As a result of the current Coronavirus situation you may be considering a restructure and possible redundancies.  One of the most important parts of organisational restructure is consultation with your staff.  Consultation gives you the means to engage and communicate with your employees and the sooner you start doing that the better!

In any redundancy procedure you are legally required to consult with your staff to look at ways to minimise or avoid redundancies.  Where fewer than 20 people are being made redundant, there is no fixed period of consultation required – instead, it needs to be enough to be considered meaningful and reasonable to your particular situation. It is likely you will need more than one meeting with each employee.

What this means is that you should work out how, when and what to talk about.  You should also have an open mind to any ideas put forward by your staff and give them consideration and feedback.   It can be useful because your staff may give you options that you had not previously considered to avoid potential redundancies.

Examples of what you need to consult about include:

  • Informing the employee of the situation, what you intend to do about it, and why.
  • Ways to avoid/minimise redundancies.
  • Listening to any concerns about the process.

The benefits of meaningful individual consultation include:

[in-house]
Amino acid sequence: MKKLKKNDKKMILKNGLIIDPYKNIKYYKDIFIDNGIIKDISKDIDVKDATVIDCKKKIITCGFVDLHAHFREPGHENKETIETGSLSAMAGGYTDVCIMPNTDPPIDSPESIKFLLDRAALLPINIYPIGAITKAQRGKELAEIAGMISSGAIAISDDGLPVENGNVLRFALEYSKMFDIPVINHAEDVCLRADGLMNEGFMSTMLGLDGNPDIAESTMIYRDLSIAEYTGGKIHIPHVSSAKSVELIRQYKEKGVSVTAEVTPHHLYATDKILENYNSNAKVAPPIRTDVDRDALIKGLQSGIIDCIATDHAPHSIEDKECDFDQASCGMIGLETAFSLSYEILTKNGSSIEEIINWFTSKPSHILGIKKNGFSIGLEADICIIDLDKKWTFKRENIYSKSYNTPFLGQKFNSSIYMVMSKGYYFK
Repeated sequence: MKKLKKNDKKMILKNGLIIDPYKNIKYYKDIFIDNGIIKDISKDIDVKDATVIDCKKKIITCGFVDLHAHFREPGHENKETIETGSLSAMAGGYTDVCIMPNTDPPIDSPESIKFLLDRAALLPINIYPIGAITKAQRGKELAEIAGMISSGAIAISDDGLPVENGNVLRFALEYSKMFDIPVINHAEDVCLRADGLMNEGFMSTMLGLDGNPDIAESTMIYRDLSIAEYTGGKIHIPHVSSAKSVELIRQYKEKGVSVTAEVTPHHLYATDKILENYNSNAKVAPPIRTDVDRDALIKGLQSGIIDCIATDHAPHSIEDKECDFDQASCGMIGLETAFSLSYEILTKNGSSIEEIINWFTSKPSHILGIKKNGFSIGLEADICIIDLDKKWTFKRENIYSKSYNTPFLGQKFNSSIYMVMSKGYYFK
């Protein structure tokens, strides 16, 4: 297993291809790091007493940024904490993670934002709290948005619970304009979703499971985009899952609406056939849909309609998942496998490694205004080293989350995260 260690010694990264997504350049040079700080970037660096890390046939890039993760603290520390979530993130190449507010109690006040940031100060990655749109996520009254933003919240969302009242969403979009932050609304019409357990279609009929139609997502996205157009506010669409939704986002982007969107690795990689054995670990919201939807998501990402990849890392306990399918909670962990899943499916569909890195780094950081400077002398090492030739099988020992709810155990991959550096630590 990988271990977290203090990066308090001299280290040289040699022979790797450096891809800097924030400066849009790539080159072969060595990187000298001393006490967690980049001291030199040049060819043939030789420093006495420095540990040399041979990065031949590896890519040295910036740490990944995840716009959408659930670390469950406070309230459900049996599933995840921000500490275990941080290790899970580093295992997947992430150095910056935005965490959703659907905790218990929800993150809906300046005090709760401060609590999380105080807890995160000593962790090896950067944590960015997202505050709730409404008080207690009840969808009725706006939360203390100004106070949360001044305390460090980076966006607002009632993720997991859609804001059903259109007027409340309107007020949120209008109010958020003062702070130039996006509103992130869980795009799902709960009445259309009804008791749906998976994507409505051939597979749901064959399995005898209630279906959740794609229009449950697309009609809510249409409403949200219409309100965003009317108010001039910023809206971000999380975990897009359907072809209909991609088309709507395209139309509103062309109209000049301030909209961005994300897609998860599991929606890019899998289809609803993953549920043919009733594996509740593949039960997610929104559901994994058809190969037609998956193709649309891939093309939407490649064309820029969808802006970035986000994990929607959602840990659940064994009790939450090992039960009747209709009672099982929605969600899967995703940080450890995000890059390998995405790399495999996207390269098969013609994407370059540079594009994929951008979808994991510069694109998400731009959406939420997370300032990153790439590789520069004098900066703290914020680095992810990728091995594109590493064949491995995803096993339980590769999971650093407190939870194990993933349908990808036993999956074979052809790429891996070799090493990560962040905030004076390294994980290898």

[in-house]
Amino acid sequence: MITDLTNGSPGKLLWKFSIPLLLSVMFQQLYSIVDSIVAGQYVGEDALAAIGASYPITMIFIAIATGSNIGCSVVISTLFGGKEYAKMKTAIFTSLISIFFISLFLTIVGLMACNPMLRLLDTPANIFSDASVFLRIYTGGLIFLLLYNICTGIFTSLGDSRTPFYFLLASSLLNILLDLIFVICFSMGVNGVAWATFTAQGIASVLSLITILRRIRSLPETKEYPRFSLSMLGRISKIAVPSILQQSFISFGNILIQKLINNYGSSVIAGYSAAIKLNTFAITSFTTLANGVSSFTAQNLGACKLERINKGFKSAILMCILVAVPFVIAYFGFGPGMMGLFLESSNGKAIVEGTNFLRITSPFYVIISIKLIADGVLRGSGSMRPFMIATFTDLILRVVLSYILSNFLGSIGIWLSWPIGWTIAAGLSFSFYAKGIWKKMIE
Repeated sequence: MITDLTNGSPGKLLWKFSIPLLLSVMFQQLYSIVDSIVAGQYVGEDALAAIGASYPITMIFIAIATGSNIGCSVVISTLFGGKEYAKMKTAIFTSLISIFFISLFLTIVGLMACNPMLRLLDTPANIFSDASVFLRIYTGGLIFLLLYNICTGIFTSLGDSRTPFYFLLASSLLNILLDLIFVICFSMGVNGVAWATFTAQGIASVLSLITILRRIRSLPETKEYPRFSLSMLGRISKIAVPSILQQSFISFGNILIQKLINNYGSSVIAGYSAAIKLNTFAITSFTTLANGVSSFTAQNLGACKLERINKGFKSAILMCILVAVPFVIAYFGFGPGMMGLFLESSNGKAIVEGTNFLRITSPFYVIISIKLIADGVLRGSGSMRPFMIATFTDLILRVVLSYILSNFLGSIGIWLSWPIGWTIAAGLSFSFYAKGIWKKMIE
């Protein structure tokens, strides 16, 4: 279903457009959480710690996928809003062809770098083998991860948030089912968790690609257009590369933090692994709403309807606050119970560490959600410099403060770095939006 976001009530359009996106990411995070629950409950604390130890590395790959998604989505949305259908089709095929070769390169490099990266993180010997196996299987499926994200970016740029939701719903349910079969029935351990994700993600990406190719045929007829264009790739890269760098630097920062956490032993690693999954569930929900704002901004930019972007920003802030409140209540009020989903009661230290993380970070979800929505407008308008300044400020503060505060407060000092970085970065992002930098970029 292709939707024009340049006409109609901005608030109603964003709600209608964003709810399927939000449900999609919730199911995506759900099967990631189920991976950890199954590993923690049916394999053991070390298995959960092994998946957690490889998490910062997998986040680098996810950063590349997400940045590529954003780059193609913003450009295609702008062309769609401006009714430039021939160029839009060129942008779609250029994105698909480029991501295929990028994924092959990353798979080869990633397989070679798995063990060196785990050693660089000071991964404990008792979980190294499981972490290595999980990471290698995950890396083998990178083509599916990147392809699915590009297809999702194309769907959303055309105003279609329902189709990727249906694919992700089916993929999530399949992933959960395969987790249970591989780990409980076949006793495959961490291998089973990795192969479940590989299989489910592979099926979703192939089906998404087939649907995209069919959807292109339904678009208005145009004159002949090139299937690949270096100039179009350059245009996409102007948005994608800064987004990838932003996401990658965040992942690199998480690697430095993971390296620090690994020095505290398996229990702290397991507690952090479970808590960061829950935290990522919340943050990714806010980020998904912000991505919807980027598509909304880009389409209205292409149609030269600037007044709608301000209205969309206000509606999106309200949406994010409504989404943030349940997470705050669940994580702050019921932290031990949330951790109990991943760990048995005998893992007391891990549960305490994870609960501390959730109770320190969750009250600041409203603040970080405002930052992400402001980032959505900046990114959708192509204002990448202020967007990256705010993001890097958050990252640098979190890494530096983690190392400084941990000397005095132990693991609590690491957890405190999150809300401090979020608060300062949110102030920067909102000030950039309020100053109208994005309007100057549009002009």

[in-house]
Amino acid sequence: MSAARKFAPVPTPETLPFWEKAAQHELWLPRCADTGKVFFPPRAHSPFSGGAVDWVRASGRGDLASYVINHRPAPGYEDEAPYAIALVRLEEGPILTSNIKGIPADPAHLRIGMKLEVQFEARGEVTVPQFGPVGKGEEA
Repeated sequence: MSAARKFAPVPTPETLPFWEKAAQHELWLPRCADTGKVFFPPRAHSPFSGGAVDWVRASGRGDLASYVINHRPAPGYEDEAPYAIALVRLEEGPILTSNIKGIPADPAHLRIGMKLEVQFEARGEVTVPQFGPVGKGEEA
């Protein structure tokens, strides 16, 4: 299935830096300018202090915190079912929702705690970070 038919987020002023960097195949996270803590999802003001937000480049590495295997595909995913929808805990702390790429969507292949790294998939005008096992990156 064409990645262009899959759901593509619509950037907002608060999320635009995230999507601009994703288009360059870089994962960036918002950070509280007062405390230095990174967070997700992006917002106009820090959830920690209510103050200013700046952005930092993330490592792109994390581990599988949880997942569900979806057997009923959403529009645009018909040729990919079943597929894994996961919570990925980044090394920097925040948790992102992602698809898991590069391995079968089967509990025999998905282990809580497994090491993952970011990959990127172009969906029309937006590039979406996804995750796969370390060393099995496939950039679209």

• A better chance of finding alternative jobs for staff.
  • Increased employee morale (they will feel included and see they have an input into the process).
  • Ideas and options can surface that you had not considered/identified previously.
  • The opportunity for you to become aware of other relevant issues early on.

It is good practice to make a written note of the discussions and outcomes of the meeting. You should allow your employees, if they wish, to bring a trade union representative or work colleague to formal individual consultation meetings.

In any redundancy situation the immediate priority for you should be the fair and consistent treatment of the employees who are losing their jobs. However, the organisation’s ongoing effectiveness is dependent on the morale of those remaining and the communication you undertake during the consultation is key.

Your objectives in looking after the remaining workforce should be to:

  • Give all staff a full explanation of the situation, including the redundancy procedure being used
  • Explain the need for the changes
  • Give an overview of any further reorganisation and/or changes in working arrangements
  • Provide a forward-looking, positive attitude for the future and show the remaining employees the value of their role in that future

Planning and implementing an effective consultation process in a redundancy situation will ensure that all employees are kept informed, understand the process and their concerns are dealt with fairly and consistently.

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